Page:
Letters: Baseball, Vioxx and Haikus

Melissa Block and Robert Siegel read from our listener's letters from the past week. Letters they read comment on our coverage of last week's epochal Boston Red Sox - Chicago Cubs baseball game, Snigdha Prakash's investigative report into Merck and its pain-killing drug Vioxx, the Harvard class-day speech Bingo game, and our segment on elemental Haikus.

Copyright © 2005 NPR. For personal, noncommercial use only. See Terms of Use. For other uses, prior permission required.

MELISSA BLOCK, host:

On Thursdays, we read from your letters.

ROBERT SIEGEL, host:

And today we begin with a correction to our story on the historic Boston Red Sox-Chicago Cubs interleague showdown this past weekend. We said that the last time the Red Sox played in the Windy City was 1918 in the Cubs-Red Sox World Series. Well, several of you wrote to point out our oversight. The Red Sox have, of course, played in Chicago many times since 1918 against the Chicago White Sox.

BLOCK: Apologies to the South Siders.

Now to letters written about Snigdha Prakash's story on Merck's painkilling drug Vioxx. She reported that long before Vioxx was pulled from the market last fall, Merck had moved to suppress criticism of the drug and its possible dangers for the heart.

SIEGEL: We received many positive letters. Listener John Schneider of Atlanta, Georgia, wrote: `I listened with great interest to your story on Merck and Vioxx and have to say that it was one of the best stories I have ever heard on the radio. The story is fascinating. Thank you and well done.'

BLOCK: John Werner of Bloomington, Indiana, sent this praise. `Thank you so much for your piece on Vioxx. It was well-researched and done and it was eye-opening. I really appreciate your shedding some light on this issue. Perhaps keeping the public informed is the best and only avenue we can follow for now.'

SIEGEL: There was also some criticism. Listener Sam Smith(ph) wrote: `I was dismayed to find such an unbalanced report on NPR. There are valid arguments put forth by the company regarding what they knew and why they took certain actions. However, rather than examining the company's claims, the reporter opted instead to use inflammatory language to present her one-sided arguments. Merck's position was given, at best, cursory coverage.'

BLOCK: We interviewed two Harvard students about the game they called Tim Russert Bingo. The host of NBC's "Meet the Press" gave a pre-graduation speech at Harvard, and the students knew that Russert has recycled much the same text many times over. The students created a game card with Russert's stock phrases in the boxes; they marked them off as he spoke and called out bingo when they got five in a row. Well, several of you scolded us to failing to mention that other schools have long played graduation bingo.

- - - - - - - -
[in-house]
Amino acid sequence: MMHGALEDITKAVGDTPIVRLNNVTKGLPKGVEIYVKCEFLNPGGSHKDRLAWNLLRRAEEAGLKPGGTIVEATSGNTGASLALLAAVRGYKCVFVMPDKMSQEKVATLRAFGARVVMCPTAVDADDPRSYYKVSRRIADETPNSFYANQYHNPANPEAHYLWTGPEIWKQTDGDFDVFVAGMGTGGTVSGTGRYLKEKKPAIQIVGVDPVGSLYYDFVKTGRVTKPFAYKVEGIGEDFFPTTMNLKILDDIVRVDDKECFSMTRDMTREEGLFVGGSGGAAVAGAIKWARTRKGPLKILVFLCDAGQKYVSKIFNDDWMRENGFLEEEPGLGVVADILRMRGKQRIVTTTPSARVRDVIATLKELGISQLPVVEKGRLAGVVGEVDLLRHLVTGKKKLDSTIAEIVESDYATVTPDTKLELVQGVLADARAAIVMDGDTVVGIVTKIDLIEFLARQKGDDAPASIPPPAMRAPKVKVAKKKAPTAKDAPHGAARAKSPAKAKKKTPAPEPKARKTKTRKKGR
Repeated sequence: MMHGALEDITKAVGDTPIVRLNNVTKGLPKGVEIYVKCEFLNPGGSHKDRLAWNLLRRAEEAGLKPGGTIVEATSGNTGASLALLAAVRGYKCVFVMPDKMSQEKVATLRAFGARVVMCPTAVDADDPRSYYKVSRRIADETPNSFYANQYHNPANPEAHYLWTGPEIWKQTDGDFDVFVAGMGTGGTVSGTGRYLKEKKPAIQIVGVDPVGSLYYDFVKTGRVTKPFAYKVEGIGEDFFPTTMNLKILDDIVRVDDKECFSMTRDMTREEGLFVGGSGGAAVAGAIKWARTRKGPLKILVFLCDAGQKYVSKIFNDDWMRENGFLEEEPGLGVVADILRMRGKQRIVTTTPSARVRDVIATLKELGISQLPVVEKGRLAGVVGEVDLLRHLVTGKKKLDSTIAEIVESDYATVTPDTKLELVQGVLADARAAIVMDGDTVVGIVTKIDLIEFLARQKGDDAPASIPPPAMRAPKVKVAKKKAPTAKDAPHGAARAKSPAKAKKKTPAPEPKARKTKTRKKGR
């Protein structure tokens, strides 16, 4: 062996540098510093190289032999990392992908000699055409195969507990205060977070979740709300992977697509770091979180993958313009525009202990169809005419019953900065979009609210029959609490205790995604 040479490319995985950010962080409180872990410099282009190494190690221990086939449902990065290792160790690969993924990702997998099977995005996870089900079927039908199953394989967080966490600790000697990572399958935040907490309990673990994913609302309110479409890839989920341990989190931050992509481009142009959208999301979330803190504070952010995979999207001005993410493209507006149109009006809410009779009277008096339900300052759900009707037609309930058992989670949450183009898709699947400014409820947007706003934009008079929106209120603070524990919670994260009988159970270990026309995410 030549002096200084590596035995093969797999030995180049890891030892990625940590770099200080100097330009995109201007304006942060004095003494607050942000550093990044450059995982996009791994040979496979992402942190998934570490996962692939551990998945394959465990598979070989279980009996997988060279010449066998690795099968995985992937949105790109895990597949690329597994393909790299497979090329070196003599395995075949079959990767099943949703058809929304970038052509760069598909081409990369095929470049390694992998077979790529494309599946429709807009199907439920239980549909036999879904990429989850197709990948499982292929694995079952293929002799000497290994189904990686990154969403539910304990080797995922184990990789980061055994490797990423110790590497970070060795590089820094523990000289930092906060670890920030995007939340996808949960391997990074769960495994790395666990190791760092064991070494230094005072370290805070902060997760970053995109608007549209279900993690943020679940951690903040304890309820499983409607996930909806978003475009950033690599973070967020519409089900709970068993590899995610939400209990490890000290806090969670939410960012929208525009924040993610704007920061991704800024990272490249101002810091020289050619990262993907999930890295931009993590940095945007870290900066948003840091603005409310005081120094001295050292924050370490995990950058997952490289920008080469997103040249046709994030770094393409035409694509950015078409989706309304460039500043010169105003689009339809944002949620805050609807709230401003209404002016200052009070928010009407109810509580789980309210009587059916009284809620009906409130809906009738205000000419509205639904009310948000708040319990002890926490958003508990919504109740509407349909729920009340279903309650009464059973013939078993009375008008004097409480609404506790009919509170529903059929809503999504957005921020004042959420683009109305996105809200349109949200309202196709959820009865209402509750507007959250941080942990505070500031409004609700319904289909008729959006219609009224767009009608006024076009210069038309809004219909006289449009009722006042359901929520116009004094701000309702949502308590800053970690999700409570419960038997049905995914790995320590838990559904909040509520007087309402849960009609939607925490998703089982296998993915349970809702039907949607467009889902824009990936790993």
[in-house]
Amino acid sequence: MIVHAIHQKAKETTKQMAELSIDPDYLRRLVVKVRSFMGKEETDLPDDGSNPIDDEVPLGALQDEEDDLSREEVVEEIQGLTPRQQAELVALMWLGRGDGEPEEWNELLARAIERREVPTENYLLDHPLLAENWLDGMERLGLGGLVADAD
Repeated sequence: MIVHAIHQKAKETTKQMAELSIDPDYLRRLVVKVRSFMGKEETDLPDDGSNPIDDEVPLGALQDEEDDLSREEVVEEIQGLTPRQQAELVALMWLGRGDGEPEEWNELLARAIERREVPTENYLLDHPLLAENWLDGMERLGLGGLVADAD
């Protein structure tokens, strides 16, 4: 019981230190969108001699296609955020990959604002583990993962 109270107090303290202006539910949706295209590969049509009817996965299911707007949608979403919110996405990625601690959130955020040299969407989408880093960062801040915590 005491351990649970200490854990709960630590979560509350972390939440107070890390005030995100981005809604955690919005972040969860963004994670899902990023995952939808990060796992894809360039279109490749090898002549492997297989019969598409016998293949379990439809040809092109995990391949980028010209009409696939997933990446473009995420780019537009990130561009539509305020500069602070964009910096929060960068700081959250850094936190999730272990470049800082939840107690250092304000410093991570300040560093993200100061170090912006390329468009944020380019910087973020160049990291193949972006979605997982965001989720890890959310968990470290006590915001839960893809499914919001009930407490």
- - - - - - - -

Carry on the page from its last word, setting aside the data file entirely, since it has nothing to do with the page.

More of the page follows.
SIEGEL: Listener Edward M. Bowe(ph) of Palo Alto was one. He writes: `Just need to let you know that the Stanford band has been researching, writing, producing and playing commencement speaker bingo for years: since before Al Gore invented the Internet, since before television, since before radio, even. Well, still, that was pretty creative for those Harvard boys to do. We can see why they call themselves the Stanford of the East.'

BLOCK: We conclude now with the undisputed creativity of another Harvard grad. Last week, we read haiku from the Periodic Table of Haiku, poetic renderings of the chemical elements, and afterward we played an instrumental version of "The Major General" song from Gilbert & Sullivan's "The Pirates of Penzance." There were many listeners who got the reference. They knew the work of Harvard mathematician and satirist Tom Lehrer.

SIEGEL: Jim Pyburn(ph) of Arlington, Virginia, wrote: `A tip of the hat to the producer of this segment--obviously a fan of Tom Lehrer--who cleverly ended the piece with the most appropriate music possible.'

(Soundbite of "The Elements")

BLOCK: You can e-mail us at atc@npr.org. Don't forget to tell us where you live and how to pronounce your name.

(Soundbite of "The Elements")

Mr. TOM LEHRER: (Singing) There's antimony, arsenic, aluminum, selenium and hydrogen and oxygen and nitrogen and rhenium. And nickel, neodymium, neptunium, germanium. And iron, americium, ruthenium, uranium, europium, zirconium, lutetium, vanadium. And lanthanum and osmium and astatine and radium and gold, protactinium and indium and gallium. And iodine and thorium and thulium and thallium. There's yttrium, ytterbium, actinium, rubidium, and boron, gadolinium, niobium, iridium and strontium and silicon and silver and samarium and bismuth, bromine, lithium, beryllium and barium.

SIEGEL: This is NPR, National Public Radium.

Copyright © 2005 NPR. All rights reserved. No quotes from the materials contained herein may be used in any media without attribution to NPR. This transcript is provided for personal, noncommercial use only, pursuant to our Terms of Use. Any other use requires NPR's prior permission. Visit our permissions page for further information.

NPR transcripts are created on a rush deadline by a contractor for NPR, and accuracy and availability may vary. This text may not be in its final form and may be updated or revised in the future. Please be aware that the authoritative record of NPR's programming is the audio.

Comments

 

Please keep your community civil. All comments must follow the NPR.org Community rules and terms of use, and will be moderated prior to posting. NPR reserves the right to use the comments we receive, in whole or in part, and to use the commenter's name and location, in any medium. See also the Terms of Use, Privacy Policy and Community FAQ.